Was that worry she detected in his voice?
“You need not concern myself with my ankle or my neck,” she informed him. “And the only cause of all this trouble is you. First locking me in your chamber and now sending word to my brother-in-law that I am here. Tell me you did not.”
“Jasper Sutton is a lot of things, but liar ain’t one of them, minx,” he growled.
Oh dear heavens.
“This is terrible,” she said faintly.
“The way I see it, it’s luck.”
“There is no luck involved when you are the one who has made all the decisions leading us to this,” she countered, frustration rising to join the worry. “How dare you send word to my sister’s husband that I am here?”
She adored Damian Winter, she truly did. But he was fiercely protective. When he learned she had been here all night, she did not know how he would react. Nor did she know what would become of her. Would she be sent to the country with Mama? If word of her spending the evening at a gaming hell reached polite society, she would be ruined.
“One of us has to be rational,” he said calmly, as if everything made perfect sense.
As if he were not at all perturbed by the fact that an irate brother-in-law was about to come crashing down upon The Sinner’s Palace, demanding only heaven knew what as reparations. Why, it was almost as if he had plotted this entire affair intentionally and that…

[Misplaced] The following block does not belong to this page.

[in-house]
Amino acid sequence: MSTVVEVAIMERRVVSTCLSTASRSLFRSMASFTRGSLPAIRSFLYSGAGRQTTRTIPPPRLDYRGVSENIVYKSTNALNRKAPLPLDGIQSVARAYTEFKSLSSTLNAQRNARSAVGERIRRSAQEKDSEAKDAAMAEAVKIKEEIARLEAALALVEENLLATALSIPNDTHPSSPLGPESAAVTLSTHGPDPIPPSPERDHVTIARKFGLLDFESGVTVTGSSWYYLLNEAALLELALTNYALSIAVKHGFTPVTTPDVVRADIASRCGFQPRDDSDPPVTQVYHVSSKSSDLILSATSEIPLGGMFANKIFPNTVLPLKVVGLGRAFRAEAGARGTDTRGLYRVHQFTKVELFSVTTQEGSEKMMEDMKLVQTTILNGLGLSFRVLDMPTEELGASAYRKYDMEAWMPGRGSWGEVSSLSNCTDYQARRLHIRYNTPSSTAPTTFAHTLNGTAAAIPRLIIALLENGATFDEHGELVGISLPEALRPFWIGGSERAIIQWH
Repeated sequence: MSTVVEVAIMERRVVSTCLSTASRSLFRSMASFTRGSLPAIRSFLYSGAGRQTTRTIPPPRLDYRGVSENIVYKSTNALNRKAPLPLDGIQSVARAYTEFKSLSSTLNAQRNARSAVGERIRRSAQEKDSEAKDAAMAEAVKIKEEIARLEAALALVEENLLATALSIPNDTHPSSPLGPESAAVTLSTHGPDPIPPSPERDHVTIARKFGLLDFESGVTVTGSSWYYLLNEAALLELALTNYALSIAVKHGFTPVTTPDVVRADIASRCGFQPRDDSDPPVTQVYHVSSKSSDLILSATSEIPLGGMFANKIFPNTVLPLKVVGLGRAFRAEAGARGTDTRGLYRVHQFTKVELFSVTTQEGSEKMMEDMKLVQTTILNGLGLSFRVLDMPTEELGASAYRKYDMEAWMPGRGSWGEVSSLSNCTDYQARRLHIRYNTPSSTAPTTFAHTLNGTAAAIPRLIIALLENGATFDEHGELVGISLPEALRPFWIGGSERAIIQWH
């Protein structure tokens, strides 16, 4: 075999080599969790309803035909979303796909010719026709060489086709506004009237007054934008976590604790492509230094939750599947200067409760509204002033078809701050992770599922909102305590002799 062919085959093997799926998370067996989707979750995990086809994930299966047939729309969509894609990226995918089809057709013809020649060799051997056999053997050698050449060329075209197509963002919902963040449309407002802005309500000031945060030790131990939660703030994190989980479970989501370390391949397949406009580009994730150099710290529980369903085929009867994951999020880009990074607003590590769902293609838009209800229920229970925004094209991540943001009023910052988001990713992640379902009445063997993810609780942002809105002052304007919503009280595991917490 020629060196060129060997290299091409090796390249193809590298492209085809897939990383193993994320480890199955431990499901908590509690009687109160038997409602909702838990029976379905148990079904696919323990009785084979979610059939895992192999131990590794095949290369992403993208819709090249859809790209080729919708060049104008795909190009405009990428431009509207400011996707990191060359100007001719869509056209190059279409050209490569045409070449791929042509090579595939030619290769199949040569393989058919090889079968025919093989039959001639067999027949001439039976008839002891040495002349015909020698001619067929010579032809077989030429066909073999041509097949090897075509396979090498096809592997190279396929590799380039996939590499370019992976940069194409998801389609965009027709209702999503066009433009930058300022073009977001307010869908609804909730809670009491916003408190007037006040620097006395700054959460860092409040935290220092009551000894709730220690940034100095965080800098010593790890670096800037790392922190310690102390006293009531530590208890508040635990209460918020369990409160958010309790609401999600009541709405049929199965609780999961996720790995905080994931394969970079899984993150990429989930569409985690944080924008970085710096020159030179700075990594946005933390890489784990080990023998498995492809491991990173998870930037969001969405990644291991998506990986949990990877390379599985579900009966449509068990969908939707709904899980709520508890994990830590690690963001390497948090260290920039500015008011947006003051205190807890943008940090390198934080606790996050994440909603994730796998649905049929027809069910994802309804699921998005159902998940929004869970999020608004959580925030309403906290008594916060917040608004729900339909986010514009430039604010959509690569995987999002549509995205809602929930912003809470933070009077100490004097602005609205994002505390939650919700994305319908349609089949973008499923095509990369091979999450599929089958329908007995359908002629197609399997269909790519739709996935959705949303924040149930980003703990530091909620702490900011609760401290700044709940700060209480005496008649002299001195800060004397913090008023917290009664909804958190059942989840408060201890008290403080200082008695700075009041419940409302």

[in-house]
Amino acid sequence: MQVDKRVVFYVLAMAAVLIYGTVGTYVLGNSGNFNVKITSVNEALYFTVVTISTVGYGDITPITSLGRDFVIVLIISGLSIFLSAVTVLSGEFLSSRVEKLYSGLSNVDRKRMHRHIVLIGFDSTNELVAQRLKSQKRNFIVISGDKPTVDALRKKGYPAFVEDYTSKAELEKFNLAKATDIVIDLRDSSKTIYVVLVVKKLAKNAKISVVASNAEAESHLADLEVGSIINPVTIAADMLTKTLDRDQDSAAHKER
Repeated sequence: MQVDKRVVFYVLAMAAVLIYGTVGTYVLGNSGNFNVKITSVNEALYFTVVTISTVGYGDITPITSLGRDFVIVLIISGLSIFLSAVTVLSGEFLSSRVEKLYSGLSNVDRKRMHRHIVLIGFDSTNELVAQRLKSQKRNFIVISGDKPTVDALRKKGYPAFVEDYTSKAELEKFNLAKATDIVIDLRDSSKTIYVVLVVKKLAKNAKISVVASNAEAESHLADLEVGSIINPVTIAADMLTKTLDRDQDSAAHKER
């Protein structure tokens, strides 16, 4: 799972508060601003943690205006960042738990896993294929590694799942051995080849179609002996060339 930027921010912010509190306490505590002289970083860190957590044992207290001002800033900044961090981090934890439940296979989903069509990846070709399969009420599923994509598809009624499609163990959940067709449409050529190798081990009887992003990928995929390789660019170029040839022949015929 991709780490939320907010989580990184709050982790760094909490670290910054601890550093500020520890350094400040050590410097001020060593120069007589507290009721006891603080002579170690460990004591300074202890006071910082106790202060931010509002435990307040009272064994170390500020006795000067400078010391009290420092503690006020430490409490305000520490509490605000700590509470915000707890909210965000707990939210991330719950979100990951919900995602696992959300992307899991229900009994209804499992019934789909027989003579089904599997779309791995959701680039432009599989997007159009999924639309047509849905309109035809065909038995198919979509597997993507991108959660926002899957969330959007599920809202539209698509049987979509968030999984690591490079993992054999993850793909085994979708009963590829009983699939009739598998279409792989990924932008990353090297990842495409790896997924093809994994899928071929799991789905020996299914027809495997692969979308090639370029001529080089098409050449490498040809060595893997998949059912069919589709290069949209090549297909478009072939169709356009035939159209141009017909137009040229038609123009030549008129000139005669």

Anne’s and Elizabeth’s words returned to her. You are going to marry Papa.
She gasped. “You scoundrel. You have ruined me intentionally.”
His lips quirked into a grin. “If I had ruined you, darling, you would be naked in that bed behind you, begging me for more.”
Why did he have to be so handsome? And insufferable? Why did she have to be drawn to this maddening rogue in a way she had never known with another man? And why did his words send heat and longing unfurling within her instead of outrage? She wished she knew.
“You…preposterous…smug…villain!” She was sputtering, and she knew it.
Villain was the worst word she could think of at the moment.
He was devious.
“Careful, Mrs. Sutton. Your cruel barbs may hurt my poor panter.” His grin had deepened.
She supposed his panter was his heart. But she was not sure which was more irksome, his reliance upon cant or his laughter.
He found this amusing.
She planted her hands on her hips and glared him down. “I am not marrying you, Sutton. I am happily unwed, and I’ll not be changing that for you.”
He shrugged, unaffected. “I warned you to stay away from The Sinner’s Palace, did I not?”
Yes, of course he had. But even his own daughters had said he liked to bluster.
“I wished to have a proper conversation with you.”